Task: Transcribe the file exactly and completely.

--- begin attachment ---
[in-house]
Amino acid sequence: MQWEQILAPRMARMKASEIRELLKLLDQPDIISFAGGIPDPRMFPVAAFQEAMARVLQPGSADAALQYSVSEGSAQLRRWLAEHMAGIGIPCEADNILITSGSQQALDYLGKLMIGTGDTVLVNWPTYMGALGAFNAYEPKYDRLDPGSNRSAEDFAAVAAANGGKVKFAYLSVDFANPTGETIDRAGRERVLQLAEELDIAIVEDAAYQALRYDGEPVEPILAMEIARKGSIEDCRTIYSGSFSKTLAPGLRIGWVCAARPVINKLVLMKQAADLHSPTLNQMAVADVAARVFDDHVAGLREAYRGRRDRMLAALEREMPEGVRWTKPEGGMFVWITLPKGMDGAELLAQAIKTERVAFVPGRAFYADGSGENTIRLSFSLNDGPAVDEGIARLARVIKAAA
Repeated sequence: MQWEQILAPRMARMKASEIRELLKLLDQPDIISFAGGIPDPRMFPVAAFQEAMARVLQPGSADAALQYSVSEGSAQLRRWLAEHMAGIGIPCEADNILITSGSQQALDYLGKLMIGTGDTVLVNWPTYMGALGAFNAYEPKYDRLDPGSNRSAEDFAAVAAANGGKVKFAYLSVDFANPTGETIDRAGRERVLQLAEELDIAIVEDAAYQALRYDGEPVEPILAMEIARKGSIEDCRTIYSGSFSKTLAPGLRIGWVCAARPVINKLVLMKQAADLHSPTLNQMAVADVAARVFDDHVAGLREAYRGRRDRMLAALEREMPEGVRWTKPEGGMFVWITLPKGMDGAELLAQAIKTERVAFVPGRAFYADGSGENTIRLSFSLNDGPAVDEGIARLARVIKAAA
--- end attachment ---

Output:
[in-house]
Amino acid sequence: MQWEQILAPRMARMKASEIRELLKLLDQPDIISFAGGIPDPRMFPVAAFQEAMARVLQPGSADAALQYSVSEGSAQLRRWLAEHMAGIGIPCEADNILITSGSQQALDYLGKLMIGTGDTVLVNWPTYMGALGAFNAYEPKYDRLDPGSNRSAEDFAAVAAANGGKVKFAYLSVDFANPTGETIDRAGRERVLQLAEELDIAIVEDAAYQALRYDGEPVEPILAMEIARKGSIEDCRTIYSGSFSKTLAPGLRIGWVCAARPVINKLVLMKQAADLHSPTLNQMAVADVAARVFDDHVAGLREAYRGRRDRMLAALEREMPEGVRWTKPEGGMFVWITLPKGMDGAELLAQAIKTERVAFVPGRAFYADGSGENTIRLSFSLNDGPAVDEGIARLARVIKAAA
Repeated sequence: MQWEQILAPRMARMKASEIRELLKLLDQPDIISFAGGIPDPRMFPVAAFQEAMARVLQPGSADAALQYSVSEGSAQLRRWLAEHMAGIGIPCEADNILITSGSQQALDYLGKLMIGTGDTVLVNWPTYMGALGAFNAYEPKYDRLDPGSNRSAEDFAAVAAANGGKVKFAYLSVDFANPTGETIDRAGRERVLQLAEELDIAIVEDAAYQALRYDGEPVEPILAMEIARKGSIEDCRTIYSGSFSKTLAPGLRIGWVCAARPVINKLVLMKQAADLHSPTLNQMAVADVAARVFDDHVAGLREAYRGRRDRMLAALEREMPEGVRWTKPEGGMFVWITLPKGMDGAELLAQAIKTERVAFVPGRAFYADGSGENTIRLSFSLNDGPAVDEGIARLARVIKAAA